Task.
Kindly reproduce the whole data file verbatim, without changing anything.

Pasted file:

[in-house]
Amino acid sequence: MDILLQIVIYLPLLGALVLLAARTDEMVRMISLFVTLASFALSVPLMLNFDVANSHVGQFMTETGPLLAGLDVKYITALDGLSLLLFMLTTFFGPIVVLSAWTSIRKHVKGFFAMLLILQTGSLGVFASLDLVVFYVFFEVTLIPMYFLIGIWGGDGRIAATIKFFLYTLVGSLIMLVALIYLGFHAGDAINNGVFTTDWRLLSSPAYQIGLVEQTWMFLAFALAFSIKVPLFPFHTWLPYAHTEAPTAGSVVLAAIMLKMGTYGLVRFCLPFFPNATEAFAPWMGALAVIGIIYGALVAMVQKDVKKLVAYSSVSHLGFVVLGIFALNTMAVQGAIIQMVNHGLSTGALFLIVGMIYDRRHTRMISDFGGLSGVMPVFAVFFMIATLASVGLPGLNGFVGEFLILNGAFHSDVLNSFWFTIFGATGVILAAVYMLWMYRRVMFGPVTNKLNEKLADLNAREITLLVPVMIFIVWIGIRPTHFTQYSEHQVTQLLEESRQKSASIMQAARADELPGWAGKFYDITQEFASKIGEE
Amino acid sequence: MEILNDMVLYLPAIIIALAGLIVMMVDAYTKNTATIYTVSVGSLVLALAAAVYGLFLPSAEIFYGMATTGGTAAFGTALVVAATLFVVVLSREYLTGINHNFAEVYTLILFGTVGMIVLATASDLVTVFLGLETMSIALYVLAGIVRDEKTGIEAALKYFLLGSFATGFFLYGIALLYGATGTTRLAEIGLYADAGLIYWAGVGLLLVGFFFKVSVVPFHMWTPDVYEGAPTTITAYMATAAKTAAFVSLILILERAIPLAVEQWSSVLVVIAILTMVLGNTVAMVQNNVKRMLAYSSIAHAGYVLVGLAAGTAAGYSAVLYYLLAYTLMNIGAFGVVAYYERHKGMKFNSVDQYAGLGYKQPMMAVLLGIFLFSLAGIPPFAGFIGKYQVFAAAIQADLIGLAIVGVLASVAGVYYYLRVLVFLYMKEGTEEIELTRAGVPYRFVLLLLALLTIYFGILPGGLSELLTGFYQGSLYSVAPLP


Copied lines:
[in-house]
Amino acid sequence: MDILLQIVIYLPLLGALVLLAARTDEMVRMISLFVTLASFALSVPLMLNFDVANSHVGQFMTETGPLLAGLDVKYITALDGLSLLLFMLTTFFGPIVVLSAWTSIRKHVKGFFAMLLILQTGSLGVFASLDLVVFYVFFEVTLIPMYFLIGIWGGDGRIAATIKFFLYTLVGSLIMLVALIYLGFHAGDAINNGVFTTDWRLLSSPAYQIGLVEQTWMFLAFALAFSIKVPLFPFHTWLPYAHTEAPTAGSVVLAAIMLKMGTYGLVRFCLPFFPNATEAFAPWMGALAVIGIIYGALVAMVQKDVKKLVAYSSVSHLGFVVLGIFALNTMAVQGAIIQMVNHGLSTGALFLIVGMIYDRRHTRMISDFGGLSGVMPVFAVFFMIATLASVGLPGLNGFVGEFLILNGAFHSDVLNSFWFTIFGATGVILAAVYMLWMYRRVMFGPVTNKLNEKLADLNAREITLLVPVMIFIVWIGIRPTHFTQYSEHQVTQLLEESRQKSASIMQAARADELPGWAGKFYDITQEFASKIGEE
Amino acid sequence: MEILNDMVLYLPAIIIALAGLIVMMVDAYTKNTATIYTVSVGSLVLALAAAVYGLFLPSAEIFYGMATTGGTAAFGTALVVAATLFVVVLSREYLTGINHNFAEVYTLILFGTVGMIVLATASDLVTVFLGLETMSIALYVLAGIVRDEKTGIEAALKYFLLGSFATGFFLYGIALLYGATGTTRLAEIGLYADAGLIYWAGVGLLLVGFFFKVSVVPFHMWTPDVYEGAPTTITAYMATAAKTAAFVSLILILERAIPLAVEQWSSVLVVIAILTMVLGNTVAMVQNNVKRMLAYSSIAHAGYVLVGLAAGTAAGYSAVLYYLLAYTLMNIGAFGVVAYYERHKGMKFNSVDQYAGLGYKQPMMAVLLGIFLFSLAGIPPFAGFIGKYQVFAAAIQADLIGLAIVGVLASVAGVYYYLRVLVFLYMKEGTEEIELTRAGVPYRFVLLLLALLTIYFGILPGGLSELLTGFYQGSLYSVAPLP